A note of warning, getting to the Almaty airport can be expensive, a taxi to the Airport can cost USD 50. Taxis to the airport vary greatly in price. Any foreigner will be quoted a fantastic rate but usually cabs will come down once they see they aren't going to be able to get that much. USD50 is outlandish. Do not accept the first price as it will result in your being overcharged. It should be less than USD10, although it can never be guaranteed that a foreigner will get that price. A better option are the minibuses and buses that go to the airport. The word "airport" is very similar in Russian and English.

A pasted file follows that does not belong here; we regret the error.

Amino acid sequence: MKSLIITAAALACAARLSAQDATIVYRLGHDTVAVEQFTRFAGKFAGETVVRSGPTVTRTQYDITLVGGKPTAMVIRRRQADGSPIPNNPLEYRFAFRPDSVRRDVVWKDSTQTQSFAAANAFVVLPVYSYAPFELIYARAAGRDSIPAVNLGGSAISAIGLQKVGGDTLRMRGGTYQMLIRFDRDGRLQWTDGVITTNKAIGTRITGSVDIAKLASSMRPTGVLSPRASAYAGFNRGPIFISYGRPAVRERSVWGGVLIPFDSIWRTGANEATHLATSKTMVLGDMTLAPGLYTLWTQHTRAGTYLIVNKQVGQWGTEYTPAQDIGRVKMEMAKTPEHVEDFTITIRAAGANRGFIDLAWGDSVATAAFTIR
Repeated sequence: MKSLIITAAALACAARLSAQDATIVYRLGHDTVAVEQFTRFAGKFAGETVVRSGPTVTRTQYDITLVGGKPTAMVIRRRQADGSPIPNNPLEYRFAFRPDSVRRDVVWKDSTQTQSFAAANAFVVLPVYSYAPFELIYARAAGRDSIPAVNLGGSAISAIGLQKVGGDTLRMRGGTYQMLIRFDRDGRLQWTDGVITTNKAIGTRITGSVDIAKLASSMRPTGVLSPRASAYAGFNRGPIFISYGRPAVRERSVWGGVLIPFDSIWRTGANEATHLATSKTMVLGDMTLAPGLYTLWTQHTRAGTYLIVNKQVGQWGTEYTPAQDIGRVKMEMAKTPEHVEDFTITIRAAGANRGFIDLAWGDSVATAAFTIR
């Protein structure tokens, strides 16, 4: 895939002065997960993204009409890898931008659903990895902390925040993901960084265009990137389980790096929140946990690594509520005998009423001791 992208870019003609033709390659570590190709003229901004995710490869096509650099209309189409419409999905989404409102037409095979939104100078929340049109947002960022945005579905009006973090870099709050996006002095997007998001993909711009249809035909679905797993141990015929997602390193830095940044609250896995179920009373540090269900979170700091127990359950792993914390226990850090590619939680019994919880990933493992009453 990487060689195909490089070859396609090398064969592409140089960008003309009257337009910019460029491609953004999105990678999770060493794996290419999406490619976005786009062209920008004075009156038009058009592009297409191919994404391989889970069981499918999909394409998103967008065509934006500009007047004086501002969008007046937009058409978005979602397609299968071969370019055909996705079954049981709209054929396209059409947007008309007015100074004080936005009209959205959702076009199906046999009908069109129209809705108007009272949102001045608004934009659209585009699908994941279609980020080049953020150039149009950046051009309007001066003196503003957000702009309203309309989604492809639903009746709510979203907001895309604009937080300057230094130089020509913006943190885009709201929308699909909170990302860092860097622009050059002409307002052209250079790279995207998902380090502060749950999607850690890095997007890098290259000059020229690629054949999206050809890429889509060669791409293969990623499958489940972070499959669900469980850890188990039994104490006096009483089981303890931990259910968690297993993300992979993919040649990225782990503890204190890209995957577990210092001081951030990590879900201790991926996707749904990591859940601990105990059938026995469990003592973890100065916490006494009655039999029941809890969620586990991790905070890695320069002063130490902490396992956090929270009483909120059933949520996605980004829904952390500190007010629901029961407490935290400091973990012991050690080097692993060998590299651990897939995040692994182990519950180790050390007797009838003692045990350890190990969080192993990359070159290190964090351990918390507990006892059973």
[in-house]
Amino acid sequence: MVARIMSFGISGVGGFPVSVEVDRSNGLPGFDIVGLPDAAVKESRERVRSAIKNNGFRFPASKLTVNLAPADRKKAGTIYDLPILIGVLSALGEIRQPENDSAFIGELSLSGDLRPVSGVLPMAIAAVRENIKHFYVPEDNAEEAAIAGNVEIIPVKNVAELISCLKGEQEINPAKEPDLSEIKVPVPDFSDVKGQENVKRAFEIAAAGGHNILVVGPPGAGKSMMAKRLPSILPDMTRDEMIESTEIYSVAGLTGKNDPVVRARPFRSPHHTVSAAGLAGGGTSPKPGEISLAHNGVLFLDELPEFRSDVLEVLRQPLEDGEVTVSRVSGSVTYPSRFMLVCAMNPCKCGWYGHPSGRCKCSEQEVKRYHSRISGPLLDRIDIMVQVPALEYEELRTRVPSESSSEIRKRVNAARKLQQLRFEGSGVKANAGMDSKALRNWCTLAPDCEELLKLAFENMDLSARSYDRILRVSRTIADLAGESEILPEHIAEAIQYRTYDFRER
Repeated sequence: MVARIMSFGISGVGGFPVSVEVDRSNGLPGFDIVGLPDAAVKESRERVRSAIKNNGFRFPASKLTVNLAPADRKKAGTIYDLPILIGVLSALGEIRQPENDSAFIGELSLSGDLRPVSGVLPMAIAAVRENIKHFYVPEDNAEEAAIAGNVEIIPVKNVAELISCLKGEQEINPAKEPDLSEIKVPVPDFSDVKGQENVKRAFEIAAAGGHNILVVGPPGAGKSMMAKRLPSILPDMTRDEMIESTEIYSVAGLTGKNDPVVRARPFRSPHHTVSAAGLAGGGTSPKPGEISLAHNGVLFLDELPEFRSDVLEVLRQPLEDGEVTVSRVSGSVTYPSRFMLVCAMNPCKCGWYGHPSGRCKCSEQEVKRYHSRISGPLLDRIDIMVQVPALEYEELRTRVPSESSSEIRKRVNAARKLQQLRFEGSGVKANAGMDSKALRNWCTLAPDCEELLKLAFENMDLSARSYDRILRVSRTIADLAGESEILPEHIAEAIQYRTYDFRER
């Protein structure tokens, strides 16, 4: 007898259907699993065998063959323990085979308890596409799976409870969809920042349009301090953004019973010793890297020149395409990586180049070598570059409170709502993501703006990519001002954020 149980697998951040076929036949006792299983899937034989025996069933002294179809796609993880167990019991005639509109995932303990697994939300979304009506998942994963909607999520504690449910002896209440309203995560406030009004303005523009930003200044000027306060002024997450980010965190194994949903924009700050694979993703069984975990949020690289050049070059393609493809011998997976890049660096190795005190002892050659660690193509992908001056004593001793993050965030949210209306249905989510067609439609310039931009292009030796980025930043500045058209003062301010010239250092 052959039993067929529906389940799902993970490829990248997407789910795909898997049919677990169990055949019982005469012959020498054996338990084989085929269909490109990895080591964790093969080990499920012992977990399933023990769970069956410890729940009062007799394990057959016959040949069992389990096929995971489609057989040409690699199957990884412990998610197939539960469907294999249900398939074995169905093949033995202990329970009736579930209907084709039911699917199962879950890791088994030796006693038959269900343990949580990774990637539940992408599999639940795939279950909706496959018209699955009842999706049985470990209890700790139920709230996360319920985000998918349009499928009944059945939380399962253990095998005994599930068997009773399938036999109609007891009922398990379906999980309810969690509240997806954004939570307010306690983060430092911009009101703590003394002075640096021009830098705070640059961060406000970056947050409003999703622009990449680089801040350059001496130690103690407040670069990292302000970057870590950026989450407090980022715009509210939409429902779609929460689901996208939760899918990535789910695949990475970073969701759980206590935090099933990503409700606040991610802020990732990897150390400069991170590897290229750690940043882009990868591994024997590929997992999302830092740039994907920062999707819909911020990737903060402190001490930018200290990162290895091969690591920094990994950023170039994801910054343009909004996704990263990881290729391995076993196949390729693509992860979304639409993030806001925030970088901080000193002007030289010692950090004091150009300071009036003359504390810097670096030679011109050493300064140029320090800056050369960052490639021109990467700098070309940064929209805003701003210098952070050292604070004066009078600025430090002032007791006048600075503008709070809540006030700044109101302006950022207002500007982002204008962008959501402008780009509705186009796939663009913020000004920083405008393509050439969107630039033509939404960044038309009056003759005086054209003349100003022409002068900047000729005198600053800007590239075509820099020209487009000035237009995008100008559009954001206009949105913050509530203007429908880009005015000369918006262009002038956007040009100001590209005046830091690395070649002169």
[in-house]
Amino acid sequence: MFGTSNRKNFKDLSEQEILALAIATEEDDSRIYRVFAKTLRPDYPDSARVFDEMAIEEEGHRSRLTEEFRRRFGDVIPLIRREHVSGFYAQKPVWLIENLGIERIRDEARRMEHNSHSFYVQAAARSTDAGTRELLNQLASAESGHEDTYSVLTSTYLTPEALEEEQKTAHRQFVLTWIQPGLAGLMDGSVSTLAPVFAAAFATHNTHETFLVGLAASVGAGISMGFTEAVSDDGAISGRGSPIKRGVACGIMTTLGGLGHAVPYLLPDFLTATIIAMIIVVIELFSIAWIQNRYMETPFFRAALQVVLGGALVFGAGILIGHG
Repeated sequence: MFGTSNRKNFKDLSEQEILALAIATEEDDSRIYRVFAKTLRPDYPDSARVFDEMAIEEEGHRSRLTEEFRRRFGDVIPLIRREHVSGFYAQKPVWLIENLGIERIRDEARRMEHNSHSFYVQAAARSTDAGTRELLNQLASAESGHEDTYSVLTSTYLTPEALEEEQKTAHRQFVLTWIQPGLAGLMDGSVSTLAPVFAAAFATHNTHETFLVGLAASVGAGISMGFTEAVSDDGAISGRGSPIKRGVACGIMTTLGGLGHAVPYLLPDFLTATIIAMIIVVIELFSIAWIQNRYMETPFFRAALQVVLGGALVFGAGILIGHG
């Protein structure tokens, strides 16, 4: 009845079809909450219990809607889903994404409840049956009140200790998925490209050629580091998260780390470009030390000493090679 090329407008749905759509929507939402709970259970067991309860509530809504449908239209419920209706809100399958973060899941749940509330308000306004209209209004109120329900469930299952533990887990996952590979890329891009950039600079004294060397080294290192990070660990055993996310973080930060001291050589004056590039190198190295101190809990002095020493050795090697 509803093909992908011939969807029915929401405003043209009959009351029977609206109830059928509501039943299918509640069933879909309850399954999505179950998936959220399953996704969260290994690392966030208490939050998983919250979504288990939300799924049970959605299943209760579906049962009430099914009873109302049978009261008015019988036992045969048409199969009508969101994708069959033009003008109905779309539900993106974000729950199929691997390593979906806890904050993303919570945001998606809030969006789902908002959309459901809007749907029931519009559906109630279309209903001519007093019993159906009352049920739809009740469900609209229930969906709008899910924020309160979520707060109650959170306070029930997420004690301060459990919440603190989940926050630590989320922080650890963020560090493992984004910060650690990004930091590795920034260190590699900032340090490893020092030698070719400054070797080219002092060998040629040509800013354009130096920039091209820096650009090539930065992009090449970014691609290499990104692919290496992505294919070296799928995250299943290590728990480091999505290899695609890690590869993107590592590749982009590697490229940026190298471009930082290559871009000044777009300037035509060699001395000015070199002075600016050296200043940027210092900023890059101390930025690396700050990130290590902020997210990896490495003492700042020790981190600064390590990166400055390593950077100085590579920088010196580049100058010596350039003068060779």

A common way to get around is by unofficial taxis. Any time of day, just wave your hand and someone will stop. Locals do this all the time. Negotiate the price and destination before you agree to go. About $2-$4 is fair for a ride within the center of Almaty. If your russian is poor or nonexistent, you will be charged a lot more than locals; to avoid this, try to use public buses as much as you can and don't hesitate to tell the driver how much you are ready to pay (do this before he tells you how much he wants!). To be safe though, do not get in a car if more than one person is driving. Also, do not take these kind of taxis for long distances or anywhere that goes through remote areas, as there are frequent robberies, especially of foreigners.

By train

Train is the most popular way of covering the huge distances between Kazakhstan's main cities. Main train stations are located in Astana, Karaganda and Almaty, but they can be found almost in every big city.